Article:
Hidilyn to coaches: Be models to your athletes

DAVAO. Catalino Diaz, Jr., left, is the cousin and first coach of Rio Olympics silver medalist Hidilyn Diaz, right. Both attend the Ateneo de Davao University 5th Coaches' Banquet at the Apo View Hotel Saturday evening. Also in photo is Addu athletics director Noli Ayo. (Photo courtesy from Hidilyn Diaz Oly Facebook page)

RIO Olympics silver medalist Hidilyn Diaz left attendees of the Ateneo de Davao University 5th Coaches' Banquet held at the Apo View Hotel Saturday evening something to ponder on after she dared them to become role models for their athletes.

The 27-year-old native of Barangay Mampang in Zamboanga City said she had worked with a lot of coaches having been a weightlifter for 16 years now. Some coaches, she said, come and go while others put down athletes in training and say bad words.

"Some coaches just have the title `coach' without even putting (anything) into action. Some just do it for money and don’t work as a coach at all. Please don’t be this kind of coach let’s change this system by attending the MPG (Mindanao Peace Games) coaching seminars and don’t just put in picture frames the certificates but to put (what you teach) into action," she said in her inspirational speech during the dinner affair held at the Apo View Hotel Saturday evening.

On her Facebook post, she wrote, "It is my privilege to talk at the 5th Coaches Banquet of ADDU and it is my first time to talk in front of coaches, I was nervous but was happy to able to deliver the messages and hopefully to give my small contribution for the changes."

Diaz, who recently competed in the International Weightlifting Federation (IWF) World Championships in Turkmenistan, also reminisced her journey as an athlete since she was 11. Her curiosity seeing her male cousins being coached by their relative Catalino Diaz, Jr., also present during the banquet, lured her to also try the sport.

She shared, "I remember he coached us with an ipil-ipil stick, fed us, and guided us in life. I also remember him conducting a meditation class to us. He made us imagine what we can be in the next 10 years, lifting, and on the podium. I never imagined singing the Lupang Hinirang yet."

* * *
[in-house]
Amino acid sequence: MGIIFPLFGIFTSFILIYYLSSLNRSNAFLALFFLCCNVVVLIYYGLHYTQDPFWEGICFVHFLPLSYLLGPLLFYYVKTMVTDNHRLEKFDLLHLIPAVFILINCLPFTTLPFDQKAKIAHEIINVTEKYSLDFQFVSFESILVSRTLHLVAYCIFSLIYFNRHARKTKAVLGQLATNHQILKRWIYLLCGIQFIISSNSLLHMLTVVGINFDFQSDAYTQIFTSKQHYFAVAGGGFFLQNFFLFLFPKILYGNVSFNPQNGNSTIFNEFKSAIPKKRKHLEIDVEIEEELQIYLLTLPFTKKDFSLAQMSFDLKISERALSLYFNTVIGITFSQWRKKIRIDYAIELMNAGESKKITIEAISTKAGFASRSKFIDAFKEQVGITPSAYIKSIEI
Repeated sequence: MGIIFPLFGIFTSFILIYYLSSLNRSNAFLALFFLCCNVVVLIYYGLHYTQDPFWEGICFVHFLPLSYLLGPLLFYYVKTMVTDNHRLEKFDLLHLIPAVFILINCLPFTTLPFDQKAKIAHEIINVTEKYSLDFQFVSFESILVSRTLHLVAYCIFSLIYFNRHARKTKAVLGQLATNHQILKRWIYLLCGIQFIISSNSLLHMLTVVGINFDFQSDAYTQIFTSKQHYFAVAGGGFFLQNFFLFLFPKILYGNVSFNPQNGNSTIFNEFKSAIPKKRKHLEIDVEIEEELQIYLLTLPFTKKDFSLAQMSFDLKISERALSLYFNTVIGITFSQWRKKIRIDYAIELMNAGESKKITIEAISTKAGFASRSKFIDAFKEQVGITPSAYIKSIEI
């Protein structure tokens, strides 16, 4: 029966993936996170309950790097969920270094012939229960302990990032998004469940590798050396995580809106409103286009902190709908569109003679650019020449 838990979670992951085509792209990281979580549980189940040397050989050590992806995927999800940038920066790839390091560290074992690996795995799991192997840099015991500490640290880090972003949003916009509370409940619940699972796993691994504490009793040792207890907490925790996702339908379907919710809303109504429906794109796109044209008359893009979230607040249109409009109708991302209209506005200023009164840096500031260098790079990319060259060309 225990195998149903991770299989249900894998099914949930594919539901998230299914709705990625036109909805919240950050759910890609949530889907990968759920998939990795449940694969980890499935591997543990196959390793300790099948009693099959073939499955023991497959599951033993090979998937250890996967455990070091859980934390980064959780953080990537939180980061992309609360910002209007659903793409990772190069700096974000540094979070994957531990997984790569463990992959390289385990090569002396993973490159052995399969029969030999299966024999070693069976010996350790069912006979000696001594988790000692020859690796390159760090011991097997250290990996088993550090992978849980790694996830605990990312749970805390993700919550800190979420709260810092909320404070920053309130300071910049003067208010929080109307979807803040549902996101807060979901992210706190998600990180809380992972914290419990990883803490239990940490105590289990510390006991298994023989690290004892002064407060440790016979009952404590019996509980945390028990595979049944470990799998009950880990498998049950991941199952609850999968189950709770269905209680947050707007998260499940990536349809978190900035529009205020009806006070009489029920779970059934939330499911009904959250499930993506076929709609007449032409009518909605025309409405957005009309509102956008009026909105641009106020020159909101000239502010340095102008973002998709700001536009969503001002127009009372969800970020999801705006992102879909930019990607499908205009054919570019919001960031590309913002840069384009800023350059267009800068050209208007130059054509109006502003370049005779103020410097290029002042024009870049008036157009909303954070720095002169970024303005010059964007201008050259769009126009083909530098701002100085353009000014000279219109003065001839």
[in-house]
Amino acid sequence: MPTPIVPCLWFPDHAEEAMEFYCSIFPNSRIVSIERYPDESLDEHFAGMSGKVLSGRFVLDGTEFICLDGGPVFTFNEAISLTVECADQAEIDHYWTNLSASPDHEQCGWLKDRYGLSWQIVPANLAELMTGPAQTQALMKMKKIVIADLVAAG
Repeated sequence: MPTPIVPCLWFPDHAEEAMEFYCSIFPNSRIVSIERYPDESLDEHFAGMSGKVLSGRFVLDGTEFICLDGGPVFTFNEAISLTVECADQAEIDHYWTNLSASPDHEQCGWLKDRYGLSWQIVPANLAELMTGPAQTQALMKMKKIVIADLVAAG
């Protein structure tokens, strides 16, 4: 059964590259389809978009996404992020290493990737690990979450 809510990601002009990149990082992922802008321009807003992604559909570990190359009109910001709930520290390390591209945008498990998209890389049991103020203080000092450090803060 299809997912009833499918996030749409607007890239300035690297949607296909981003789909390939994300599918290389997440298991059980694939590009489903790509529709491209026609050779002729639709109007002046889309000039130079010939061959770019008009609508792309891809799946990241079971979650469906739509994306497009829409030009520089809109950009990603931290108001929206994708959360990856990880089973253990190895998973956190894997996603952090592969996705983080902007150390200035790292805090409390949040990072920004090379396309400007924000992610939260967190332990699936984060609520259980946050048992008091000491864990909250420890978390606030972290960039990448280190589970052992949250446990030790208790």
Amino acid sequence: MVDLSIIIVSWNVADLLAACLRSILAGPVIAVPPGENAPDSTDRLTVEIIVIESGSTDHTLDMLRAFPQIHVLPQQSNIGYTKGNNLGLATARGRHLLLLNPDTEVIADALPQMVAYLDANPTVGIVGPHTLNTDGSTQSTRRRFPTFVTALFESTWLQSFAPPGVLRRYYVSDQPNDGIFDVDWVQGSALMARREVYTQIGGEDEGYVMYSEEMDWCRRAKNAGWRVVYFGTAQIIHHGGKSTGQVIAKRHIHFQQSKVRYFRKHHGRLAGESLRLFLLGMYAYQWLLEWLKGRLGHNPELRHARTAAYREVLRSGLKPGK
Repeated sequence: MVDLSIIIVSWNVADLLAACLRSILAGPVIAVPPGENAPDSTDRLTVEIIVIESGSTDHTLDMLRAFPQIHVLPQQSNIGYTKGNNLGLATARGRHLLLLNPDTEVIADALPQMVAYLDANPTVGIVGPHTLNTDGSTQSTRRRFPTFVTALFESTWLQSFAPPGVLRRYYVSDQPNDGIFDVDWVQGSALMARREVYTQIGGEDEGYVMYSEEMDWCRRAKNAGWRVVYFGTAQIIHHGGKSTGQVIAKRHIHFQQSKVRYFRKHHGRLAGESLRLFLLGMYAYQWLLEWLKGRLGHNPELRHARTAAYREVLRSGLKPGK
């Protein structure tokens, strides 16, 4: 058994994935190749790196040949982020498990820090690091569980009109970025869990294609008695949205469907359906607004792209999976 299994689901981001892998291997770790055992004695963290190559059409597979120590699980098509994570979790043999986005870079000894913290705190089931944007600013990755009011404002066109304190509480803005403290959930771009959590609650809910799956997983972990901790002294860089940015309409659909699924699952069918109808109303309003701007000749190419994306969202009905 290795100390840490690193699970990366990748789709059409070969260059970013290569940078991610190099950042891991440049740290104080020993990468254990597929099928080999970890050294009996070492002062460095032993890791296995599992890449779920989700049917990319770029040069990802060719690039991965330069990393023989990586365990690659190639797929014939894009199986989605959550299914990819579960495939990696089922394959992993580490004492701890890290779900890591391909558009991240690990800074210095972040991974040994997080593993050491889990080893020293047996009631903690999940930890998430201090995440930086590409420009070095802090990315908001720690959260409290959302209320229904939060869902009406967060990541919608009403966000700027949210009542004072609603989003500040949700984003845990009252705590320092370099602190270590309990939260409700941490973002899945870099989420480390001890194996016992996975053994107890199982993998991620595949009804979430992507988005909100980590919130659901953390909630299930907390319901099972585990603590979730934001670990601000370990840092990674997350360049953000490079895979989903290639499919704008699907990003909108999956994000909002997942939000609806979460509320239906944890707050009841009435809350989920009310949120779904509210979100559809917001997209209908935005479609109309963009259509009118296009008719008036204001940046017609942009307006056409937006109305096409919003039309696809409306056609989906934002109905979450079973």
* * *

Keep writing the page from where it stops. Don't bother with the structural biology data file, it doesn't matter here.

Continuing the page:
Her second coach was Antonio Agustin, Jr. when she joined the national team. She recalled what the latter told them: "The government pays you to train, so you must train and in return you must represent our country well."

She also said that through coaches' passion and dedication, athletes like her do their best in training, perform well and win medals in international competitions.

Diaz also said that a coach sets goals for his athlete and give direction; like a father when the athlete is down; gives athletes good advices; and motivates them.

"A coach represents a lot of things in an athlete's life - best friend, mentor and role model. They are also teachers, promoters and advisers. I know it is not easy to be a coach because you have a big responsibility in an athlete’s life, you will influence athletes in training and perspectives in life, so as a coach, you must always teach good values to the athletes," she said.

As an elite athlete, Diaz said she has six coaches working with her Tokyo 2020 Olympics preparations - a Chinese coach for strength and conditioning, a nutritionist, sports psychologist and massage therapists.

"I am more confident and ready for my journey to Tokyo 2020. A coach is part of the success of the athletes. Where I am today, it is because of the influences of these coaches," she added.

Ateneo de Davao University athletics director Noli Ayo said a total of 54 coaches from grade school, junior High School, senior High School and college varsity teams joined the banquet. Twelve guests also attended.


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